A West Australian public servant who stole more than $22 million from the Department of Housing began his fraud just one day after being recruited to a general manager position.
A Corruption and Crime Commission hearing examining what went wrong during Paul Whyte’s tenure at the authority revealed the disgraced bureaucrat sent an email asking for his corporate credit card limit to be increased from $20,000 a month to $50,000 on October 6, 2009 – his second day on the job.
Paul Whyte (left) was hired by former Department of Communities Director General Grahame Searle, and committed his fraud during Searle’s tenure. Credit:Nine News Perth/Supplied
In his email requesting the increase, he said he “used to often have to pay for stuff up to that amount in the past, especially for Grahame [Searle]”, and it was approved.
He then began paying his shell company, Boldline, close to $50,000 each month, with Department of Communities Director General Grahame Searle – Whyte’s old colleague – signing off on the expenses without concern despite the three other general managers only claiming amounts in the hundreds for food and travel expenses.
In total, Whyte stole $1.5 million through his corporate credit card over two years, with payments to his fake company accounting for 99 per cent of the transactions.
During an evidence hearing on Wednesday, Searle conceded the checks and balances in place to prevent rorting hadn’t worked.
“The gamekeeper was the poacher, the person in charge of our finances was the person who knew the most about it and was the person doing the damage,” he said.
“Twenty-20 hindsight is a wonderful thing, but at the time I thought we had all the appropriate measures in place between the internal auditor and external auditors.”
A chart showing the monthly expenditure on Paul Whyte’s corporate credit card compared to other general managers within the department.Credit:CCC
Searle’s comments came as he detailed how he overhauled the department when he was appointed to the top job in late 2008 and recruited a new executive team, with three out of the four being his former colleagues from Landgate.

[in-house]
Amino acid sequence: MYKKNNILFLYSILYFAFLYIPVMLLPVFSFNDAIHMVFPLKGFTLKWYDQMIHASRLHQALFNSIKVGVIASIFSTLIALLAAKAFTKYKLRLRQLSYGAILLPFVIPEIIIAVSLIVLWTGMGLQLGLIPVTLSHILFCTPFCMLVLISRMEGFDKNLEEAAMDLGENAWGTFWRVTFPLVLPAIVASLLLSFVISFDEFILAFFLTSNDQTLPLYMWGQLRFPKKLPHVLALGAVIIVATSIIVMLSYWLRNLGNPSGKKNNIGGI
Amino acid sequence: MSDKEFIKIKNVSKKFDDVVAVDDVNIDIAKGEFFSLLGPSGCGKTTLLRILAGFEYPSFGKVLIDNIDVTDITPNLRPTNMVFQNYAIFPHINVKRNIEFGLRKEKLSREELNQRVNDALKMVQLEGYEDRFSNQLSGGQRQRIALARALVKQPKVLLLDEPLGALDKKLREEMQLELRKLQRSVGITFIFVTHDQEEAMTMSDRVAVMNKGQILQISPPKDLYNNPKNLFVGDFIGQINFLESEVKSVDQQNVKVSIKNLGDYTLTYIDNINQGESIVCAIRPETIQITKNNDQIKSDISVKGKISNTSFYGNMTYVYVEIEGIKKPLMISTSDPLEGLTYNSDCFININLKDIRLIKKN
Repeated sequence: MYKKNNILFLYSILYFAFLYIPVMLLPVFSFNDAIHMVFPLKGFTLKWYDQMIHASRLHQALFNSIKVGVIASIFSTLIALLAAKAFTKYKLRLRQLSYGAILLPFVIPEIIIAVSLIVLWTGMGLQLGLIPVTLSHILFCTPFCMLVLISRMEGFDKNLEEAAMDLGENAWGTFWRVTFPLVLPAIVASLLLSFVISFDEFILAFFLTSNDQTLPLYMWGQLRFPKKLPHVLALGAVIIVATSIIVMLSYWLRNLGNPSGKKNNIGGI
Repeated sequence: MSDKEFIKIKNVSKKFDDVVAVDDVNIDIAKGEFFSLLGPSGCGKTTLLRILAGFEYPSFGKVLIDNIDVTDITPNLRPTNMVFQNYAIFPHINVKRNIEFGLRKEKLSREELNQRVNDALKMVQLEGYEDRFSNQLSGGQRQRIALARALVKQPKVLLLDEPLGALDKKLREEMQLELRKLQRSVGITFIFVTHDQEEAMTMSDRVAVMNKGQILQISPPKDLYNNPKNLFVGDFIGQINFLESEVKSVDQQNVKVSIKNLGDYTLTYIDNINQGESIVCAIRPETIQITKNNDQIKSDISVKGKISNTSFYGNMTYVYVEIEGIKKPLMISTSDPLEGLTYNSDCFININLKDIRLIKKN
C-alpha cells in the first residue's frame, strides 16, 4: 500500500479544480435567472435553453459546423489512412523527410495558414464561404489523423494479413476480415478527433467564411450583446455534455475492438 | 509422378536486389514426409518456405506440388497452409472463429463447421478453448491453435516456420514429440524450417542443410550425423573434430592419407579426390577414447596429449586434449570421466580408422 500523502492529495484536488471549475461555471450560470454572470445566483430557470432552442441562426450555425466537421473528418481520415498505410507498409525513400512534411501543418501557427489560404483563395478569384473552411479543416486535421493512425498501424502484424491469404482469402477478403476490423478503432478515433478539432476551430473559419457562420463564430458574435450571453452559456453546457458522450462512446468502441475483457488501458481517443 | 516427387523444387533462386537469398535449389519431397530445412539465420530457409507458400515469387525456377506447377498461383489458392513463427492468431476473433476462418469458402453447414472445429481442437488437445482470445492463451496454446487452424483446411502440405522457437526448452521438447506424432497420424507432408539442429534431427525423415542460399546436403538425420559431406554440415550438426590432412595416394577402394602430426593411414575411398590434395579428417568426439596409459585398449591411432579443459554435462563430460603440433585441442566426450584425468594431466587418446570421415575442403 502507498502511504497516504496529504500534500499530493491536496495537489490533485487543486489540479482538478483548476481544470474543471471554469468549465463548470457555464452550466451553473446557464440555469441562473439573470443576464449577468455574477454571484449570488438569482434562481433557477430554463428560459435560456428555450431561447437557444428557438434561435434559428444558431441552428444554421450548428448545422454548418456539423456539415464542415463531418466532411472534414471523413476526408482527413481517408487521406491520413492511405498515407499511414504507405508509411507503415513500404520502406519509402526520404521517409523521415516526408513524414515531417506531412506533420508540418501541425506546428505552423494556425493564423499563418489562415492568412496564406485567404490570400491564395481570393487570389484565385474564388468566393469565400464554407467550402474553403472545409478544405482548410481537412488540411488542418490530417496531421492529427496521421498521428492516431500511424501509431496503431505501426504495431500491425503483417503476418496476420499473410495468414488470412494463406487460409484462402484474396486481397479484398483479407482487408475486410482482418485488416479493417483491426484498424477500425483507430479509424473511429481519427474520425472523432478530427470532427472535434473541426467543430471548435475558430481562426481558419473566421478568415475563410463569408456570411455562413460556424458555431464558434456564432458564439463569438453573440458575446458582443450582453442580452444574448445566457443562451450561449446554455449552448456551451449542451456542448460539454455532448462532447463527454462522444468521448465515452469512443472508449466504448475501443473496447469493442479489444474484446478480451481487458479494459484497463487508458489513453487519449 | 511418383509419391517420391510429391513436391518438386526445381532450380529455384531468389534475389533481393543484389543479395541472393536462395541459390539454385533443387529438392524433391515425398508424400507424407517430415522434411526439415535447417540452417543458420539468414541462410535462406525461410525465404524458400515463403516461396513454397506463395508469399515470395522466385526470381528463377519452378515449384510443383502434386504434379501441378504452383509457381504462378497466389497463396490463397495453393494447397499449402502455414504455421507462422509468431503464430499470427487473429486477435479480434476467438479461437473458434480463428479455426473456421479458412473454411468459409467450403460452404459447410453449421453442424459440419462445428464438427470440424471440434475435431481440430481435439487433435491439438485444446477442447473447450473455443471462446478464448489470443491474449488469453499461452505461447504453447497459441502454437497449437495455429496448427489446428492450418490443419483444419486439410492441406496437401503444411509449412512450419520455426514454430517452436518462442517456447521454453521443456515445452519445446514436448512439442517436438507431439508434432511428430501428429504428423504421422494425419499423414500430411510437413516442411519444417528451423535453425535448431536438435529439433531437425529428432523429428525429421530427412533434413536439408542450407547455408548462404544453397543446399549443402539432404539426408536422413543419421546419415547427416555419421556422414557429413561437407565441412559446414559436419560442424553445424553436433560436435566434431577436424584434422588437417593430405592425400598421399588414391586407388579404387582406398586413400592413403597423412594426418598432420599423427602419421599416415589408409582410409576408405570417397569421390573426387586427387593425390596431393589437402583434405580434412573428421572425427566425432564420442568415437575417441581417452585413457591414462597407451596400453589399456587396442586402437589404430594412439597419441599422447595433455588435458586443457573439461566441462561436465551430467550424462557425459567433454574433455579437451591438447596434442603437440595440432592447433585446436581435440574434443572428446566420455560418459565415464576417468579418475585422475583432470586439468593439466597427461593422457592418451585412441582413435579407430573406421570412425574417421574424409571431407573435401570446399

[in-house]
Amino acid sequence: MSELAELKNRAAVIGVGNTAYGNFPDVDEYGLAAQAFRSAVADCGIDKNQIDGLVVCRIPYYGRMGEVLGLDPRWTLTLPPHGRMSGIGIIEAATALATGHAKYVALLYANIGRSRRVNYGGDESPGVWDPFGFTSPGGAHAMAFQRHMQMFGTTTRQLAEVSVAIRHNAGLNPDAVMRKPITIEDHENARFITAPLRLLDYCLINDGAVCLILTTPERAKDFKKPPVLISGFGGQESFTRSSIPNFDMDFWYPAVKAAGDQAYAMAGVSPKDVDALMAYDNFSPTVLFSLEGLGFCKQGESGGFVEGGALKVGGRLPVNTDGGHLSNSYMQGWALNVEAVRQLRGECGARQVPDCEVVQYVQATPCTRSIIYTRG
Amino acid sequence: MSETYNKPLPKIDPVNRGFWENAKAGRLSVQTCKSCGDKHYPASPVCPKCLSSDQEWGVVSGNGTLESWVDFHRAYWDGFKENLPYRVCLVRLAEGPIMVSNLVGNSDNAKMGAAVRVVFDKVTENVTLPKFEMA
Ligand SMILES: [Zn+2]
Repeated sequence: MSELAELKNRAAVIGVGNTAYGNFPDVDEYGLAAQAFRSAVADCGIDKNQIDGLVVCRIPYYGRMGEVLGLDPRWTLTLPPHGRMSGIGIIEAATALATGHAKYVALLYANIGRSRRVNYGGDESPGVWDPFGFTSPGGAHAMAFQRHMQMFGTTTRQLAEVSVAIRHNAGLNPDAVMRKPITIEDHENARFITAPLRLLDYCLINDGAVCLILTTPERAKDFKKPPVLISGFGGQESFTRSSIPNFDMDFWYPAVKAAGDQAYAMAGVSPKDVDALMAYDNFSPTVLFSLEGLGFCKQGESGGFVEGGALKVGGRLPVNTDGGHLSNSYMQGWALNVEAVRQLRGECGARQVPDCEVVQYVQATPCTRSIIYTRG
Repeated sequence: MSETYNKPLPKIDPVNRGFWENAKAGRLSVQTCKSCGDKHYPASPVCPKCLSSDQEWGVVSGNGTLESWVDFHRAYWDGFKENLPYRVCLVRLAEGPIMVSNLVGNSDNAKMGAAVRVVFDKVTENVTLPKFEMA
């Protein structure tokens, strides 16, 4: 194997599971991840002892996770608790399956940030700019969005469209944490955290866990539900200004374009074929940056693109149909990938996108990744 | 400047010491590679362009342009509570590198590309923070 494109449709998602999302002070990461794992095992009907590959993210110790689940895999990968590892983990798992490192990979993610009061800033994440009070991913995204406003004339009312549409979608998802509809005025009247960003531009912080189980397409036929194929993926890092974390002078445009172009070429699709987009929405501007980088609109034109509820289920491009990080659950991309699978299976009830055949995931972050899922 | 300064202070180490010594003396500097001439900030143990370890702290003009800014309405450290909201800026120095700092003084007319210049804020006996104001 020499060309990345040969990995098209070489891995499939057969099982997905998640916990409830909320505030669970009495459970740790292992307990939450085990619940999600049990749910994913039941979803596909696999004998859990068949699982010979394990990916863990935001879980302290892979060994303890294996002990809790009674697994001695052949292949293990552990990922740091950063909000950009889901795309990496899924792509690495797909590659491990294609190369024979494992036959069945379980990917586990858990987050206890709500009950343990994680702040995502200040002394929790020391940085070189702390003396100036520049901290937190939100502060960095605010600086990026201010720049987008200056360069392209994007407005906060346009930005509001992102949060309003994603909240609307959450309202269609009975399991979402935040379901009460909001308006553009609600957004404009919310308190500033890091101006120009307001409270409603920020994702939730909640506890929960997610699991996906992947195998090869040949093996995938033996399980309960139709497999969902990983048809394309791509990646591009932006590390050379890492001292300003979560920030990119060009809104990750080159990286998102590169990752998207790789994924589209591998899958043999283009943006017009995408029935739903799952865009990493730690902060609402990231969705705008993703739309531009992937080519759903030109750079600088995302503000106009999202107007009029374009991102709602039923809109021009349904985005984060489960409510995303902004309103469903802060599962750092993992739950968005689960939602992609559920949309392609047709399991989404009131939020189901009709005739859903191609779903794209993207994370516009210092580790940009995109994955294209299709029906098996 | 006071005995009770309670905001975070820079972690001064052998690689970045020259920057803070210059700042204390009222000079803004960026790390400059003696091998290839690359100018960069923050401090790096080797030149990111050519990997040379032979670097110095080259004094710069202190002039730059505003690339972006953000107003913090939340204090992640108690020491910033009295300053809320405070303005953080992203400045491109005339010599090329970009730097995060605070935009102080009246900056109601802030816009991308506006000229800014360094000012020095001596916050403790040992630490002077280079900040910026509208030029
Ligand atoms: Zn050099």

Counsel assisting Anthony Willinge described the recruitment process for the executives as “cosy”, with the staff at times sitting on the panels to hire each other, and sometimes providing references.
Searle, who retired from public service in 2019, said he trusted Whyte, and that he was well regarded in the public service when he was selected from a strong pool of 60 to 70 candidates to head up commercial business, including oversight of finance and spending.
The department’s chief financial officer, Lorne O’Mara, had previously criticised the decision by Searle to combine finance and accountability responsibilities under the one general manager.
However, Searle claimed it was pressure from Treasury which meant he had to merge five executive roles into four.
In her evidence to the commission, then-deputy director general Tania Loosely-Smith said “it was a damn shame” she had not been asked to sign off on Whyte’s monthly credit card acquittals during the times she was acting director general, as the large transactions would have “struck her as odd” and she would have been concerned.
Searle declined to comment on his former colleague’s statements, other than to point out the benefit of hindsight, and conceded he was not conscientious when checking Whyte’s expenditure forms.
“To my understanding there were no reports from the CFO to anybody that anything inappropriate was going on, so it’s very easy with hindsight for people to come out and say, ‘This is wrong, this is wrong, this is wrong’, but where were they at the time?” he said.
“I relied on assurances that appeared to have been false,” he added, before agreeing with Willinge that fraud could flourish when simple checks were not carried out.
Searle said he couldn’t recall a company called Boldline and claimed his oversights were due to his focus on the bigger picture of reforming the agency.
“I was about strategic direction and moving the agency and getting it to think and act appropriately. Did that create the opportunity for Paul? Maybe. Would it have happened anyway? Probably,” he said.
“Clearly Paul was ‘very good’ at what he did. My understanding is at the end it wasn’t detected inside the agency what was going on, it was actually an external report that related to other things and I’d been gone a while.”
Searle’s examination continued on Wednesday afternoon in a private hearing.
In an auditor-general report released on Wednesday, titled ‘Fraud Risk Management – Better Practice Guide’, it was revealed some state government departments still lacked the structure and preparedness to prevent fraud.
Shadow treasurer Steve Thomas claimed the report showed the government was continuing to turn a blind eye to the risk of corruption.
“This is a massive concern that the government has obviously been ignoring despite the risks of reputational damage to the public service,” he said.
“It’s as if the recent discoveries of corruption have been ignored.”
Whyte is serving 12 years in prison after being convicted of fraud in 2021.
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